Sussex Probate Records
Probate is the legal court process by which the estate of a deceased person is distributed to his or her heirs. Before 1858, Church of England ecclesiastical courts had authority for this process.
Beginning in 1858, the Principal Probate Registry had the authority for probating estates (click on the link to learn more).
For a general description of England probate records, click here.
Follow these steps to search for a pre-1858 probate record in Sussex:
Step 1. Identify when and where your ancestor died
If you know when and where your ancestor died, use that date and place to find a probate record. If you do not know, use an approximate date and the place where they lived.
Step 2. Search Indexes
Indexes to probate records, created at the time the probates were filed, exist for every Church of England court. These indexes will be listed in the Wiki articles for each court (see list of courts below). However, in more recent years, indexes have been created which have a broader or unique coverage that is not court specific. Here are indexes for Sussex:
- http://www.familyhistoryonline.net/database/SussexFHGprobate.shtml -- compiled by the Sussex Family History Group which has transcribed the names of 12,300 individuals found in Sussex wills, including testators, executors, beneficiaries or witnesses. The information recorded includes name and place.
- The Sussex Record Society has published four volumes of indexes to Sussex wills, and these can be viewed directly on their website. They are arranged by parish then by surname.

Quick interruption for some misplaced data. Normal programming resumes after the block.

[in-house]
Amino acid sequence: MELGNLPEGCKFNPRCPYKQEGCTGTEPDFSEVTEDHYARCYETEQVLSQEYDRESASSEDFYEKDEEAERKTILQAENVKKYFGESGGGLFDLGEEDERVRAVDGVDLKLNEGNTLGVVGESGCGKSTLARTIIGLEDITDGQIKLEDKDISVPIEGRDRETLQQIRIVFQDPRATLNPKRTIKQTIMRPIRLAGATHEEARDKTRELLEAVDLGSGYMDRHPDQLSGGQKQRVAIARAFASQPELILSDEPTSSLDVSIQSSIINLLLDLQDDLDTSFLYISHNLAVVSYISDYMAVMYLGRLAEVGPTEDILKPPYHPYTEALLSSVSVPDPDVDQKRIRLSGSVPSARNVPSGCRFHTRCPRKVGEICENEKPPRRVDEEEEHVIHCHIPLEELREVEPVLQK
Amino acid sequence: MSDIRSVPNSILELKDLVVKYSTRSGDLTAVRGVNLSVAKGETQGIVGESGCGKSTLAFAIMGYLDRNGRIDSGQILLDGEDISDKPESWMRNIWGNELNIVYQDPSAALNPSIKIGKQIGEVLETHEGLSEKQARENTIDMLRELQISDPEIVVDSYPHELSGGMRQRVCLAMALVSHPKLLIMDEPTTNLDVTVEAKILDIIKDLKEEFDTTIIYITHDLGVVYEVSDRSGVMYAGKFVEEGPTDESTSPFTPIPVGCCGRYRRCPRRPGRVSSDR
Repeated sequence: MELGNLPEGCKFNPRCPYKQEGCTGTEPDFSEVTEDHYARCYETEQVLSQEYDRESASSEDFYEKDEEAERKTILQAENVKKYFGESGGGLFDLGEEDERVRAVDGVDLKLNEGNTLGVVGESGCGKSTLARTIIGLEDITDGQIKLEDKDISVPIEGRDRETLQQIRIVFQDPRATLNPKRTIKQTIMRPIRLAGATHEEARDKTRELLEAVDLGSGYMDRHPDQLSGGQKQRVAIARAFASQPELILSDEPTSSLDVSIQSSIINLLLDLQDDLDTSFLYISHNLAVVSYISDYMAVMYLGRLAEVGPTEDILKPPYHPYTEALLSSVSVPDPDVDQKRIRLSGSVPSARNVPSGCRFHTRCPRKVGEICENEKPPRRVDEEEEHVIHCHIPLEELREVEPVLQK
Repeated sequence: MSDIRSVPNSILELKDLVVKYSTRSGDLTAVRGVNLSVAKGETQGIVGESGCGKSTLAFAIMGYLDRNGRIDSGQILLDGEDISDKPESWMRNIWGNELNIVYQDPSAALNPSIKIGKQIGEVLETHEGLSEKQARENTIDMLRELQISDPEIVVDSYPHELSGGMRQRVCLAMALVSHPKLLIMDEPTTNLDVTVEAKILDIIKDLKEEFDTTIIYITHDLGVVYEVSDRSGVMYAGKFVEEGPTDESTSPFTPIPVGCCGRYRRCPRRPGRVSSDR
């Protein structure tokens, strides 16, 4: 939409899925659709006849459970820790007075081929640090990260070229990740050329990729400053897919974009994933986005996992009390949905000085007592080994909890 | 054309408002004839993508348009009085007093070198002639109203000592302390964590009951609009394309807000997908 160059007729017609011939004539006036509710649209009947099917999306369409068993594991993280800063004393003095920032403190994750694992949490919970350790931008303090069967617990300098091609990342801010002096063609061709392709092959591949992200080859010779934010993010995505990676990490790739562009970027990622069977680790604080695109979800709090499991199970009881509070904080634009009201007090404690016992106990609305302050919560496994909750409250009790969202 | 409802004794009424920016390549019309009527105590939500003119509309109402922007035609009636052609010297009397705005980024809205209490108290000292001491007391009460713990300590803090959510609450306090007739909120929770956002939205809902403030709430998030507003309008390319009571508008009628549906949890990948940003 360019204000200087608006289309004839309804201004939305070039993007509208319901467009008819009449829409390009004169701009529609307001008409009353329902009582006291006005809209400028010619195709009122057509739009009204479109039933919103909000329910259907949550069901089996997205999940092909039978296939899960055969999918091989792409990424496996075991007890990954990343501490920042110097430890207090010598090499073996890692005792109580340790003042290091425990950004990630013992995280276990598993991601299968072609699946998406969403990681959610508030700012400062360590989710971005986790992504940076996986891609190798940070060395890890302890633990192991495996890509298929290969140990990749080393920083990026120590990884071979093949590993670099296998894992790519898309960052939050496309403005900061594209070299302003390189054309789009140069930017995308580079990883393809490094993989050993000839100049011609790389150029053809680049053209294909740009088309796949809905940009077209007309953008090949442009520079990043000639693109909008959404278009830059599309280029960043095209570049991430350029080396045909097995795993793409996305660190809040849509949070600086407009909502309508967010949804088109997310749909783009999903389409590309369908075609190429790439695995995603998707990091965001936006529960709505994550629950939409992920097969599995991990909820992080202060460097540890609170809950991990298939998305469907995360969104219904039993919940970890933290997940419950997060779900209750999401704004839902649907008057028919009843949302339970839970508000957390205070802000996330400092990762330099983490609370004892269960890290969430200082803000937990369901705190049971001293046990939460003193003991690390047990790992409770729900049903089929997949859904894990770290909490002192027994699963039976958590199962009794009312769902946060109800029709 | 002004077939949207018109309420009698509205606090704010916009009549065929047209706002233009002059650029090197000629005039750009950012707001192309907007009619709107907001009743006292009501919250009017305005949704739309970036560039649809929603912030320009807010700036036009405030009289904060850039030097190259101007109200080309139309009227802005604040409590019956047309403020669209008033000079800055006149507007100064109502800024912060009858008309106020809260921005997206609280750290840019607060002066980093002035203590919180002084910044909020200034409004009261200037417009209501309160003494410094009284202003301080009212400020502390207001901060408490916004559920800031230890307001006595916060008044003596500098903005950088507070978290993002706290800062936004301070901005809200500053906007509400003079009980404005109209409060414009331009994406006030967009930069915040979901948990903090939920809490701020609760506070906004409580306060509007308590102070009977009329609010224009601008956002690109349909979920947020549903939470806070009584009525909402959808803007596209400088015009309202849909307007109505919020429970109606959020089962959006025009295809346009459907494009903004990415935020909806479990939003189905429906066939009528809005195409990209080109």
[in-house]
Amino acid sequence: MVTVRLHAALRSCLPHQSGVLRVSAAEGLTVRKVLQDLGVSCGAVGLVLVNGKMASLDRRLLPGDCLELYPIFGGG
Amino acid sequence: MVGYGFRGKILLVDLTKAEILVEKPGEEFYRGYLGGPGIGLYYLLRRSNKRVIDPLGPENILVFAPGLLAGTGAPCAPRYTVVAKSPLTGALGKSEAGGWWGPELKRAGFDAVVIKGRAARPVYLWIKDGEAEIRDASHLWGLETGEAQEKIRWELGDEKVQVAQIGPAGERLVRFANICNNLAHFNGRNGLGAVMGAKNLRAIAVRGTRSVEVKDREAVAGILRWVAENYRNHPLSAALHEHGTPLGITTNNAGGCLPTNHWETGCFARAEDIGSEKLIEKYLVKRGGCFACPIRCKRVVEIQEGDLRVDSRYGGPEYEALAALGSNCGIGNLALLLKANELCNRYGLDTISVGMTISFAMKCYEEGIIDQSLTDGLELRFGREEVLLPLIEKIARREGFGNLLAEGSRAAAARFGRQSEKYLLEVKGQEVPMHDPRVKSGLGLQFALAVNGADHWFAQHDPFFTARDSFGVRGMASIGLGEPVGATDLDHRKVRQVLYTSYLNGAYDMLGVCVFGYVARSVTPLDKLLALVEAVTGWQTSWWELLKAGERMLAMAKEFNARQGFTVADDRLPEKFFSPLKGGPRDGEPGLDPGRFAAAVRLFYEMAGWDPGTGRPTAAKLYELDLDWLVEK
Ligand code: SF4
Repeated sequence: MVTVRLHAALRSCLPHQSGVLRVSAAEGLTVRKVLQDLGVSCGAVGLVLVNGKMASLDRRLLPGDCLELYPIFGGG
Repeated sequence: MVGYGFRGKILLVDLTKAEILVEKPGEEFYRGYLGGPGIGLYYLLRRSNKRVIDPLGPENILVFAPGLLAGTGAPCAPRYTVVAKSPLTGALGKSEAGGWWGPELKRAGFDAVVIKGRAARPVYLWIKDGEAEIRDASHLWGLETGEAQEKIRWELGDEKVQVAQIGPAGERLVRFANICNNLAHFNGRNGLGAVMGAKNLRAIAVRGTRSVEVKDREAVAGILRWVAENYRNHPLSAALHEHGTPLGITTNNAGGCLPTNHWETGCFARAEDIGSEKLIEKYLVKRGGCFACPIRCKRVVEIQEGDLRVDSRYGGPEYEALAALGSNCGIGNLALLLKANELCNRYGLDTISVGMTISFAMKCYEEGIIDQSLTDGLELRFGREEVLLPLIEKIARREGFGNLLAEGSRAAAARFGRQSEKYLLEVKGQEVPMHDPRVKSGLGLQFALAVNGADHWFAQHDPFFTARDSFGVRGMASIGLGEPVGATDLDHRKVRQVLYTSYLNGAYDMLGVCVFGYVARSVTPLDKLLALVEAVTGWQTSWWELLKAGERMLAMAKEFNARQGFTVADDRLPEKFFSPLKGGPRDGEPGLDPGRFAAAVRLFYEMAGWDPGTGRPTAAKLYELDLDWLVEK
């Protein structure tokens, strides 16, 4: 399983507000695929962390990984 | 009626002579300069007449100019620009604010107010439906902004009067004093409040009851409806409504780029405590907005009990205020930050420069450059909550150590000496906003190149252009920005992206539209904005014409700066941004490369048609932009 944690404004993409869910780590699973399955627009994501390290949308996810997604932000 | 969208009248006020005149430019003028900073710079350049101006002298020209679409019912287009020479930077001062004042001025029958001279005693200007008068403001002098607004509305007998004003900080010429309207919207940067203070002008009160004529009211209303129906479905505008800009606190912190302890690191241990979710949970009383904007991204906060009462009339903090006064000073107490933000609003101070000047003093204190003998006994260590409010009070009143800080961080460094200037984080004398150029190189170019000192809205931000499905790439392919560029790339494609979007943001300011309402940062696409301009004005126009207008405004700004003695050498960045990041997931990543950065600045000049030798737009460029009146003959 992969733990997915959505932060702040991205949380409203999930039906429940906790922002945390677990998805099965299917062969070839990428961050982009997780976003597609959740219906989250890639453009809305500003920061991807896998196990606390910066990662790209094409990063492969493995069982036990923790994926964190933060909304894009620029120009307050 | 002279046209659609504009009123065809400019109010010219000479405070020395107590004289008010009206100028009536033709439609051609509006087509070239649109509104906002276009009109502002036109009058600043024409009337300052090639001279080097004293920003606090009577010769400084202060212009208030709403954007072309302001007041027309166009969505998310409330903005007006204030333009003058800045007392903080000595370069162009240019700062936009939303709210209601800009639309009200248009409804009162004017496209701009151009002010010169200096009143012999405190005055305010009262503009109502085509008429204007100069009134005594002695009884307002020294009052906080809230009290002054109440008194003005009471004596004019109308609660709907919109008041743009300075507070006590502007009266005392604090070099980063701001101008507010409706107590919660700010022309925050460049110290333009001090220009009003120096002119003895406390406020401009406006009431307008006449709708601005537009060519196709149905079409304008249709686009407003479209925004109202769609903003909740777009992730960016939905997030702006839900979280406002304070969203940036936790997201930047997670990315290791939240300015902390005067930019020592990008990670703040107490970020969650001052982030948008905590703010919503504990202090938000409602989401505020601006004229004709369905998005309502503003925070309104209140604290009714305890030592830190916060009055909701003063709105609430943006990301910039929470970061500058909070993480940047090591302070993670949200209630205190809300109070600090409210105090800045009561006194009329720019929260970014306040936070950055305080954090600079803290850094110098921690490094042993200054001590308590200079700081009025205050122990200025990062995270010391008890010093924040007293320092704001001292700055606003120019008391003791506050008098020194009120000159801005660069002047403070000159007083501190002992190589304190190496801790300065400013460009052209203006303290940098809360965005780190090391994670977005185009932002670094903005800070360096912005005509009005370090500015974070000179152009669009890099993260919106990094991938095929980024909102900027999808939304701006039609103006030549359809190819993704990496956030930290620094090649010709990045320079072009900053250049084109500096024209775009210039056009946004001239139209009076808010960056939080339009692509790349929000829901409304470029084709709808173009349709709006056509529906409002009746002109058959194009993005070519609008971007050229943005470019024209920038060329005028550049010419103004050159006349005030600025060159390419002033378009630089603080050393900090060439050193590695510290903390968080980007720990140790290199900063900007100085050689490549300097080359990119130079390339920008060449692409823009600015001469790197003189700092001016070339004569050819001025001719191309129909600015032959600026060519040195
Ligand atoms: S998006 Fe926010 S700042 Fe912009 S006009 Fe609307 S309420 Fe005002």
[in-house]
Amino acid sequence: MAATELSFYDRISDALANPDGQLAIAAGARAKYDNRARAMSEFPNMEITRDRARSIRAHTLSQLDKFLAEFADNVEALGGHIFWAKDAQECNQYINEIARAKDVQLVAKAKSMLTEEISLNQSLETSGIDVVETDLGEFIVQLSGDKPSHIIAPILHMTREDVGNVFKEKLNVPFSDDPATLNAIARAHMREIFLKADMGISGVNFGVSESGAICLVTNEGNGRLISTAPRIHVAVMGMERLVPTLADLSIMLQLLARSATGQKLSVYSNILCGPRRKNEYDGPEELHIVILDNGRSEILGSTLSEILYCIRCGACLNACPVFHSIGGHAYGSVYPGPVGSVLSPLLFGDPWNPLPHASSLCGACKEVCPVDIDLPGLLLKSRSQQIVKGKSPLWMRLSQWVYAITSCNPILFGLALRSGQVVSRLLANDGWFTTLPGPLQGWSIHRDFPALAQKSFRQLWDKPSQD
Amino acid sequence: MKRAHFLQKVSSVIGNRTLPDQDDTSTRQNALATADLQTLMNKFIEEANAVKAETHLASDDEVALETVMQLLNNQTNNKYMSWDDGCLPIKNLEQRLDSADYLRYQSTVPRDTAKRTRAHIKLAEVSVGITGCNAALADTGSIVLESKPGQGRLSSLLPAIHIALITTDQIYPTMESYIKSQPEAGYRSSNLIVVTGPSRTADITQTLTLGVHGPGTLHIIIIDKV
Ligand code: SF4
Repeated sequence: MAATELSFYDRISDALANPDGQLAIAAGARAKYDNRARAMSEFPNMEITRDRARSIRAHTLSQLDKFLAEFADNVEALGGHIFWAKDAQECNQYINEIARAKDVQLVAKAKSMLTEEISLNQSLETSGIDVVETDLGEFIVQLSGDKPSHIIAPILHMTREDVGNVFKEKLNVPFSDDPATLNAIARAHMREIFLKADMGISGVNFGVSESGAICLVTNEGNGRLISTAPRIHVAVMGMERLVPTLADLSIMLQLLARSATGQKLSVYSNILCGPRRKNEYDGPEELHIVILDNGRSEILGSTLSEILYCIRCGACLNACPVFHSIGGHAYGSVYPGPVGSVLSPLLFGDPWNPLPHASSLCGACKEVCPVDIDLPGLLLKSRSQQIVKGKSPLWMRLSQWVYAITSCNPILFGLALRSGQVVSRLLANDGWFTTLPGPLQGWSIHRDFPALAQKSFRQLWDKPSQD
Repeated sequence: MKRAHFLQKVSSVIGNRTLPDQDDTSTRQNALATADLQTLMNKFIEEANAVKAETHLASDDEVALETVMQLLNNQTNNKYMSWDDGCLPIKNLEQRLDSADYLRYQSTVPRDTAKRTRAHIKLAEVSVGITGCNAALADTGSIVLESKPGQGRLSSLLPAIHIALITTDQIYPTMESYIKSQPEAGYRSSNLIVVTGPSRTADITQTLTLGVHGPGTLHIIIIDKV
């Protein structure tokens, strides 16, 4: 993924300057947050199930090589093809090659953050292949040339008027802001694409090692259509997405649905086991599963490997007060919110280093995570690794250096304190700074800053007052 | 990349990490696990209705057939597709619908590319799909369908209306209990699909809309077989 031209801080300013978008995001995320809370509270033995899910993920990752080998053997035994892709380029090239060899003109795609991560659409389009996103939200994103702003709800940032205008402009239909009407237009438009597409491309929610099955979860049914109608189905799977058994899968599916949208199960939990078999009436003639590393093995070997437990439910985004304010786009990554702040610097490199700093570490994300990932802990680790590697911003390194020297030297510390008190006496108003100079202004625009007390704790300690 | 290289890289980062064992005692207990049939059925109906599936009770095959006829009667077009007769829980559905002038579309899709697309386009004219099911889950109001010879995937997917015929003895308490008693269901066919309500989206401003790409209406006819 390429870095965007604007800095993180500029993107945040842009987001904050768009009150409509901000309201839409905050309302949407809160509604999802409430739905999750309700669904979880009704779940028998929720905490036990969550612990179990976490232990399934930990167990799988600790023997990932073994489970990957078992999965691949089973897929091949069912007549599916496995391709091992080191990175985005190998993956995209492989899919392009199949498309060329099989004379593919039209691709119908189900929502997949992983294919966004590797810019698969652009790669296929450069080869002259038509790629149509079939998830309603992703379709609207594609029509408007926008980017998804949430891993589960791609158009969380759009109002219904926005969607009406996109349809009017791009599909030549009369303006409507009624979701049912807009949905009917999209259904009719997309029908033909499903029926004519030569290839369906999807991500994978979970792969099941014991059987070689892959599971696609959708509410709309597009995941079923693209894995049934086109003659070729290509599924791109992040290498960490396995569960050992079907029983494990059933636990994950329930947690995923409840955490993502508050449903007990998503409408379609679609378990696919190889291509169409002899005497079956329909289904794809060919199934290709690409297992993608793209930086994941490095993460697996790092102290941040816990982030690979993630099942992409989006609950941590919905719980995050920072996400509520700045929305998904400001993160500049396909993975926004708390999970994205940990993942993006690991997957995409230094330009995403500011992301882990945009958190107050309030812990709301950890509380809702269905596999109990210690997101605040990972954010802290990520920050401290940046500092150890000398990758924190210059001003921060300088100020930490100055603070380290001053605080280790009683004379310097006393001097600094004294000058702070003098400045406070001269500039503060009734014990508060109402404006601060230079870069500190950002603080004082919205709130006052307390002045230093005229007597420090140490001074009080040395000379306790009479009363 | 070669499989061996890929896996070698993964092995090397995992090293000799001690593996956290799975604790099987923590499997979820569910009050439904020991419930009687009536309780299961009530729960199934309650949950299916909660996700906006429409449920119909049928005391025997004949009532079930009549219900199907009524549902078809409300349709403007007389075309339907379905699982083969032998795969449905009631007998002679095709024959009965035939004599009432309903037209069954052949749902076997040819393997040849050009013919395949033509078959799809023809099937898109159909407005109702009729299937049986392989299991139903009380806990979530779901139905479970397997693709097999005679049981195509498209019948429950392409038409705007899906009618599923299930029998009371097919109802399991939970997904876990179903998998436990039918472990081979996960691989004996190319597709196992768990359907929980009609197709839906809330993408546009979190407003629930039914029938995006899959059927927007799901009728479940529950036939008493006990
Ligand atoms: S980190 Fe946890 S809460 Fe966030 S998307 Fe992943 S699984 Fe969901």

In addition, an index to the Prerogative Court of Canterbury wills (1384 - 1858) is available on the National Archives website.
Step 3. Identify court jurisdictions by parish
Before 1858, every town and parish in Sussex fell under the probate jurisdiction of a primary court and several secondary or superior courts. If you do not find reference to a probate record for your ancestor in the above indexes, you should search a court-specific index, but to do that you must identify the courts that had jurisdiction over the place where your ancestor lived. Click on the letter the name of your place begins with, then follow the steps found there.
Sussex Probate Courts
Here is a comprehensive list of the courts that had pre-1858 jurisdiction in Sussex with links to information about their records and indexes.
- West Sussex: Court of the Bishop (Episcopal Consistory) of Chichester for the Archdeaconry of Chichester
- East Sussex: Court of the Bishop (Episcopal Consistory) of Chichester for the Archdeaconry of Lewes.
The majority of probate searches will be in the records of the above courts and their superior courts. However, the following courts also had some pre-1858 jurisdiction within the county.
- Court of the Peculiar of the Exempt Jurisdiction of the Deanery of Battle
- Court of the Peculiar of the Archbishop of Canterbury for the Exempt Deaneries of Pagham and Tarring
- Courts of the Bishop (Episcopal Consistory) and Archdeaconry of Winchester
- Court of the Peculiar of the Archbishop of Canterbury for the Exempt Deanery of South Malling
- Court of the Peculiar of the Dean of Chichester
In addition, the Prerogative Court of the Archbishop of Canterbury had jurisdiction over the whole of England.
Any probate that was disputed and could not be settled by the county courts could be sent to these higher appeals courts:
The Prerogative Court of the Archbishop of Canterbury also served as an appeals court.
Estate Duty Records
Starting in 1796, a tax or death duty was payable on estates over a certain value. Estate duty abstracts may add considerable information not found elsewhere. Estate duty indexes may help locate a will. For more information, go to Estate Duty Records.